Dan Froomkin is too smart to say anything controversial about the WaPo.com decision to hire a 25-year-old, home-schooled, college-drop-out, plagiarising racist.
Richmond, Va,: Your thoughts on the role of the progressive blogosphere and its impact on the mainstream media? In recent months, they have actually mobilized their readers to campaign against the mainstream media with some notable successes, mainly with the Washington Post (Domenech and Howell’s misstatements on Abramoff).
Dan Froomkin: I think that a lot of reporters and editors within the traditional media have internalized a nearly-physical aversion to doing anything that they think might somehow make them vulnerable to the accusation that they are liberal. That may have something to do with a concerted campaign by conservatives dating back several decades.
It’s possible that, over time, an assertive progressive blogosphere will prompt an analogous aversion in the other direction, but I’m not sure.
The best case scenario, and I actually see this as more likely, is that reporters and editors will increasingly realize that no matter what they say, someone will attack them, so they might as well just flat-out call it like they see it and take the lumps.
I think Dan owes Jim Brady big time for making Froomkin the most popular journalist/blogger in America.
Boston, Mass.: I know you may be loathe to get yourself involved in the Domenech discussion, but the big elephant in the room that is the pretty obvious inference that he was hired because Brady and others think that you’re a partisan attack dog. To assert that there’s some other reason for his hiring insults the intelligence of the post.com readers.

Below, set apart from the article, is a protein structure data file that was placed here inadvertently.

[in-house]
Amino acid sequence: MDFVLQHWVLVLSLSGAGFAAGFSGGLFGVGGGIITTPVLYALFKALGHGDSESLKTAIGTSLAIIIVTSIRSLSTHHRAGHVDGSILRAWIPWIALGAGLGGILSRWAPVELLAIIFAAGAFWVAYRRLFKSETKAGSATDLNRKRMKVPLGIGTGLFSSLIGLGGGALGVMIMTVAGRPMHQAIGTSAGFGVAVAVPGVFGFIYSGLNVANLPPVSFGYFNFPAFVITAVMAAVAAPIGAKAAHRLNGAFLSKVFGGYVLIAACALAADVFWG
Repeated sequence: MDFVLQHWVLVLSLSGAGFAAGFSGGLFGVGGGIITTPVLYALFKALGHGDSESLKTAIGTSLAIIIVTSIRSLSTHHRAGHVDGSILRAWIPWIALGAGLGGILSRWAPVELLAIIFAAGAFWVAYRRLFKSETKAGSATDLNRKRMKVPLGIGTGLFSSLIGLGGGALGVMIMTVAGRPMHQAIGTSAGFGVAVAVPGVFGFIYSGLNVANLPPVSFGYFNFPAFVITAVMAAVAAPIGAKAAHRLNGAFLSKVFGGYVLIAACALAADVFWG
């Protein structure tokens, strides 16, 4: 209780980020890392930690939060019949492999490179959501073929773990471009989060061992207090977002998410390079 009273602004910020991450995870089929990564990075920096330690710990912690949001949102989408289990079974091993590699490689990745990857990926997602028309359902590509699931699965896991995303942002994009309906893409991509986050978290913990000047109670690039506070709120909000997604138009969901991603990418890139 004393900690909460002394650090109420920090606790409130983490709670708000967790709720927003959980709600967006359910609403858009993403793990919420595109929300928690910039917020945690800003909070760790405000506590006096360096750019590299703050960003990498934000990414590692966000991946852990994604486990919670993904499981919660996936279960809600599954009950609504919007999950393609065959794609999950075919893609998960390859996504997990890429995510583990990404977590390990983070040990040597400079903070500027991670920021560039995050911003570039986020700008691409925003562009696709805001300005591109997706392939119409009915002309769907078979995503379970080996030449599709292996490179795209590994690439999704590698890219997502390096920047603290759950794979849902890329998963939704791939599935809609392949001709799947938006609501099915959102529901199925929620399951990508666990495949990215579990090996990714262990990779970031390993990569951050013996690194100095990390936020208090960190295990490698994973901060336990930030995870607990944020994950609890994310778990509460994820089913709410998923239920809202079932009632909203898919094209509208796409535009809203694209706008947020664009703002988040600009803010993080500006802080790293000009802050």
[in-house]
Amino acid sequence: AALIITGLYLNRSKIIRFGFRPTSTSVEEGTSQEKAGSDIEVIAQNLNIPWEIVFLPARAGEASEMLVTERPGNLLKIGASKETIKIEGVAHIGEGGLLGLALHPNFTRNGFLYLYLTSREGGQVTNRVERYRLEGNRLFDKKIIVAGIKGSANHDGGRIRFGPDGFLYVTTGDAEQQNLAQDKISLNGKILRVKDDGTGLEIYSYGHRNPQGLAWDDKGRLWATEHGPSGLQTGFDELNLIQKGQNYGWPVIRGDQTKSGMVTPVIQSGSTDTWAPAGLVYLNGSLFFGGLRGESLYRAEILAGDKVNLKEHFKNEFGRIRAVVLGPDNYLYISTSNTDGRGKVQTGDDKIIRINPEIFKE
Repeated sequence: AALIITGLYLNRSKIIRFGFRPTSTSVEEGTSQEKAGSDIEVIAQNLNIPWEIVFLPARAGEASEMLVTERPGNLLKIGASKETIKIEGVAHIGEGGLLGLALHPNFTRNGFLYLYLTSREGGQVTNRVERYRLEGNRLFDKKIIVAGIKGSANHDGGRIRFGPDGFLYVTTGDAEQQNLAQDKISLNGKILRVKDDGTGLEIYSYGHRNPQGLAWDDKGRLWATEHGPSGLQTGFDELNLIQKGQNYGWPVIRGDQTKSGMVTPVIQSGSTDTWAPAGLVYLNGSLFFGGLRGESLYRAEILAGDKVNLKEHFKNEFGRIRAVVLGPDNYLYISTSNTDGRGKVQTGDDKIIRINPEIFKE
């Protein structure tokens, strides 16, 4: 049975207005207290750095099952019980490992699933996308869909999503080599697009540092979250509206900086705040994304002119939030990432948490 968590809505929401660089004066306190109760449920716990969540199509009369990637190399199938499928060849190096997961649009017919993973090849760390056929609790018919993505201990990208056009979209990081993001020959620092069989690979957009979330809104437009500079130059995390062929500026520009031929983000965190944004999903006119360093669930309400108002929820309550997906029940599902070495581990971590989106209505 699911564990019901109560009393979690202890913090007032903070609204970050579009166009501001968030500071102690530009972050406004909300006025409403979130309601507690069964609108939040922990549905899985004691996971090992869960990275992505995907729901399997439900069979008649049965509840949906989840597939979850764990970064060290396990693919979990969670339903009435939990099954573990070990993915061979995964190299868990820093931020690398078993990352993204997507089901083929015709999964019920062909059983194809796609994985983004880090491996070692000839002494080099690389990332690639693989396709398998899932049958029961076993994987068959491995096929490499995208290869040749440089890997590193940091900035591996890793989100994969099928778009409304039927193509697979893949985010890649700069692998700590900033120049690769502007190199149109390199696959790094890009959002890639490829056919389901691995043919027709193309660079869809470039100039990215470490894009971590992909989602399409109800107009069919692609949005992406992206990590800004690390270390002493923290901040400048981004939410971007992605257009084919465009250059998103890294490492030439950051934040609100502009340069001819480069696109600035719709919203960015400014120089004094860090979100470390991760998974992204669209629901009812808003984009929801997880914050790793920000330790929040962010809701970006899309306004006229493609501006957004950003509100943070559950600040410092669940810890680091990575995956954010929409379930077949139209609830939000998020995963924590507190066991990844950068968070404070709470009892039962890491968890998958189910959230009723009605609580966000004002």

So my question is: what would be your suggestion for the type of people to hire to represent “a broad spectrum of ideas and ideologies”, as Mr. Brady has said is his goal?
Dan Froomkin: Thank you. A lot of questions about this today, not surprisingly. But I am in fact, as you suggest, loathe to weigh in.
As with the last kerfuffle, I’ve been blown away by all the supportive words from readers and bloggers. I thank you. And I think you’ve been more eloquent than I could possibly be.
I can direct you to my response back in December to the ombudsman’s suggestion that my column is “highly opinionated and liberal.” In short, I wrote: “There is undeniably a certain irreverence to the column. But I do not advocate policy, liberal or otherwise. My agenda, such as it is, is accountability and transparency. I believe that the president of the United States, no matter what his party, should be subject to the most intense journalistic scrutiny imaginable. And he should be able to easily withstand that scrutiny.”
I admire what the Web site has done and continues to try to do with blogs and opinion columns. I think voice thrives on the Internet, and I am all for many voices.
But beyond that, I will not give the Web site any advice. At least not publicly.